*Despite all the evidence, including the video of Ahmaud Arbery’s murder and convicted murderer Travis McMicheal’s own words on the witness stand and statements to cops at the scene the day of Arbery’s murder, there still are people who believe the prosecution of the McMicheals and Roddy Bryant was based solely on public pressure.
While most of us acknowledge these now convicted murderers never would have been arrested – let alone convicted – without grassroots protesting, the Black Lives Matter movement and the Georgia Attorney General forcing an independent investigation, 99 percent of the time it takes political and social pressure to get justice in America for Black and Brown people. Yet, when it comes to people who are in charge of the criminal justice system – the ones with the power to charge or not charge civilians with crimes, to prosecute or not prosecute – these are the people we need to worry about and keep a close watch over.
The good news is some lawmakers want to make it harder for local district attorneys to file charges against suspected criminals. The bad news is lawmakers want to address the problem because they think White people are being affected.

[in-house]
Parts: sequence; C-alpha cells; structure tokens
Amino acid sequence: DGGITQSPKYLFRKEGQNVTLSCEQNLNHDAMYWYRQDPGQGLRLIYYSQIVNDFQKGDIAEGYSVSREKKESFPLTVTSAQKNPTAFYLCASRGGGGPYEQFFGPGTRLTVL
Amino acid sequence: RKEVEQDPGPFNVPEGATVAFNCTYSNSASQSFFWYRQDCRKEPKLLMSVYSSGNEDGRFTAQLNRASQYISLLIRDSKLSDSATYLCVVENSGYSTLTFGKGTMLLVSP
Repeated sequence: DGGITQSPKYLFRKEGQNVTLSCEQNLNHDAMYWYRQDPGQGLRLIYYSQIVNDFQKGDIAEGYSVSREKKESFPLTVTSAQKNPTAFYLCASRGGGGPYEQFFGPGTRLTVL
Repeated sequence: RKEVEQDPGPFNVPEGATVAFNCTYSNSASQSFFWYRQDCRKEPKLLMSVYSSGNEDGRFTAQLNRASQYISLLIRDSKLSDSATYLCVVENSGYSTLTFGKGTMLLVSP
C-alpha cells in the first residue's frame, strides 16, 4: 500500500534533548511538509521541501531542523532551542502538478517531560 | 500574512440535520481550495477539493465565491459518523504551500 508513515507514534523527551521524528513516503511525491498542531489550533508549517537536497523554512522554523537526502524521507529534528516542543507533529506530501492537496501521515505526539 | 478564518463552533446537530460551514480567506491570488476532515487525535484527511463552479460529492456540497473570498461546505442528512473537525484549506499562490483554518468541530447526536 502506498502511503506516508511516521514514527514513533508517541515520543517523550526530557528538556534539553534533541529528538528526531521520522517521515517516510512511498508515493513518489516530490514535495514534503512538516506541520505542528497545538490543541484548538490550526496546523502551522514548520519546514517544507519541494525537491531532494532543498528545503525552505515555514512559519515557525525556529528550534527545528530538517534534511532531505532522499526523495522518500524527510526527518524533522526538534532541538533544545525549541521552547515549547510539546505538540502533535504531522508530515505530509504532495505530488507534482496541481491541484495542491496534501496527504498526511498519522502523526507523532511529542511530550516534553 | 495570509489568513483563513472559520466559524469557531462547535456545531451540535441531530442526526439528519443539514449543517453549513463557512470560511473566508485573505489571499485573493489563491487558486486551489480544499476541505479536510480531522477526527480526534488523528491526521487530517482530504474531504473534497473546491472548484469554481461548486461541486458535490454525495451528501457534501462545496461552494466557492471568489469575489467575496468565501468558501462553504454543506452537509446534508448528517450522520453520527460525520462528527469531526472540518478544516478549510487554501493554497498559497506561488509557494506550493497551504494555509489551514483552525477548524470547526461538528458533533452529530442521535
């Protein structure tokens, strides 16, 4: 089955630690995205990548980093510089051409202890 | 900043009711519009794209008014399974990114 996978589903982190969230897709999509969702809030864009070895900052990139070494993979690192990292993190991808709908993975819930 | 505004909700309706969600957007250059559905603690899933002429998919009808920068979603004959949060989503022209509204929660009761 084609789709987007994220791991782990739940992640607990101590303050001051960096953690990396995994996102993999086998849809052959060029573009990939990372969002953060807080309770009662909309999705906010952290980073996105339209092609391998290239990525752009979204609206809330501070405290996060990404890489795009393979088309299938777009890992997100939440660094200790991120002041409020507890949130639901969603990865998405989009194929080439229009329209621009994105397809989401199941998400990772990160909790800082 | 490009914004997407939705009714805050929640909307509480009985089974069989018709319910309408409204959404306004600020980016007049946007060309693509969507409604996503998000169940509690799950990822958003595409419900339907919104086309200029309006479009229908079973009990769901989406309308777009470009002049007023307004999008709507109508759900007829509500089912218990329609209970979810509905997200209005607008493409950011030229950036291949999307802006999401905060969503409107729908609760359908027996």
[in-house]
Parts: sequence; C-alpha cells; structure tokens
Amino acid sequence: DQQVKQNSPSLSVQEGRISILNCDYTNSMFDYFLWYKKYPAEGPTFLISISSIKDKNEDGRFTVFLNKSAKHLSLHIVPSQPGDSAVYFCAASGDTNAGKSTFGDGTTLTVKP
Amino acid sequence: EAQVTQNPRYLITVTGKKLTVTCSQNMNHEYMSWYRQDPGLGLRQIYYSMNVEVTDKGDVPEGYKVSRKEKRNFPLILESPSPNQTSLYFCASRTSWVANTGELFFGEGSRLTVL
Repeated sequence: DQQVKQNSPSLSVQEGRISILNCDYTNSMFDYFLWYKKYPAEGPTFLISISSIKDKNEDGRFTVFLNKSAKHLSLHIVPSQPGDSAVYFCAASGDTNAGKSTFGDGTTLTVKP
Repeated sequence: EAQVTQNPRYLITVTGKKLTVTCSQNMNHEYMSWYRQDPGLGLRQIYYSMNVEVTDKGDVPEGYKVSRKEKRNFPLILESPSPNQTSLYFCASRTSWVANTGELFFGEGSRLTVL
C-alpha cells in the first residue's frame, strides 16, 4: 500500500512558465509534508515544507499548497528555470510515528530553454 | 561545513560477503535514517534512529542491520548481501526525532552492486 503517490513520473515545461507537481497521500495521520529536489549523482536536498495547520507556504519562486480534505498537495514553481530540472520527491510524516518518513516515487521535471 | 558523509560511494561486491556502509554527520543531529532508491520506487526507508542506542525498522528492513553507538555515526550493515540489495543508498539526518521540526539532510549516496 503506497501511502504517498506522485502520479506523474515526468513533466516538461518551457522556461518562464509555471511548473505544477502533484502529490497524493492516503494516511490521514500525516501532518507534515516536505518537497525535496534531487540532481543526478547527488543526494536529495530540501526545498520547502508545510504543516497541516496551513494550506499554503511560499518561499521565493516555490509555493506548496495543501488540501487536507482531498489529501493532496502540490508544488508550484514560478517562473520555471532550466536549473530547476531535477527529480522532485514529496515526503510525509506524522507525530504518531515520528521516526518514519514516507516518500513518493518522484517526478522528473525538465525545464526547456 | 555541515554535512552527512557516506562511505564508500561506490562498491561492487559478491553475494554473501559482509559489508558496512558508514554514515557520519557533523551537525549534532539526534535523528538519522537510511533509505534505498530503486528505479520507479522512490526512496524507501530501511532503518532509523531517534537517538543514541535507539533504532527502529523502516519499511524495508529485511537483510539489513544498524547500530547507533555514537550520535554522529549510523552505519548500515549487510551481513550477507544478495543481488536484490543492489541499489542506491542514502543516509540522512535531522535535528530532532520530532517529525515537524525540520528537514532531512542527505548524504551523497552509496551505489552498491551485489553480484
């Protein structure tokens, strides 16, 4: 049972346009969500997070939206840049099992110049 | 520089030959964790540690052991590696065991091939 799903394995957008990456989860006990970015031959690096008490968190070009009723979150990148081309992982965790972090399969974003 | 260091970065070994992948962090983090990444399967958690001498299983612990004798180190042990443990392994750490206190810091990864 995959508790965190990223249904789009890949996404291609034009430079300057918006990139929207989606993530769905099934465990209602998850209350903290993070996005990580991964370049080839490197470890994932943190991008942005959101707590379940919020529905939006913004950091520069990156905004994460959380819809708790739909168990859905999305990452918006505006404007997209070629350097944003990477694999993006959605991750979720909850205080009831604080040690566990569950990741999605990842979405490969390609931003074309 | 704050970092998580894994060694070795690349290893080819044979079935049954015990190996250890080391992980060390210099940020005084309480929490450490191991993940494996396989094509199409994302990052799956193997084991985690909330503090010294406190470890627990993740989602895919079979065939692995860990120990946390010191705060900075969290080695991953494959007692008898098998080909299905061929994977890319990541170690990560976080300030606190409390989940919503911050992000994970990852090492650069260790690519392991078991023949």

Yet, we continue to hear about overturned convictions – 99 % African Americans – who have spent decades in prison for crimes they didn’t commit, due to getting railroaded by prosecutors who covered up evidence that could have proven their innocence during a trial, or by prosecutors who pressured witnesses into either lying to support their bogus claims or ignoring witnesses who could have proven the person getting railroaded was somewhere else when the crime was committed. Click on the video above to find out who some of these innocent people are, and what the Georgia Bar Association plans to do about it.
Steffanie Rivers is a freelance journalist living in the Dallas-Ft. Worth metroplex. Email her atinfo@SteffanieRivers.com with your comments, questions and speaking inquiries. Follow her @TCBStef on Instagram and Twitter.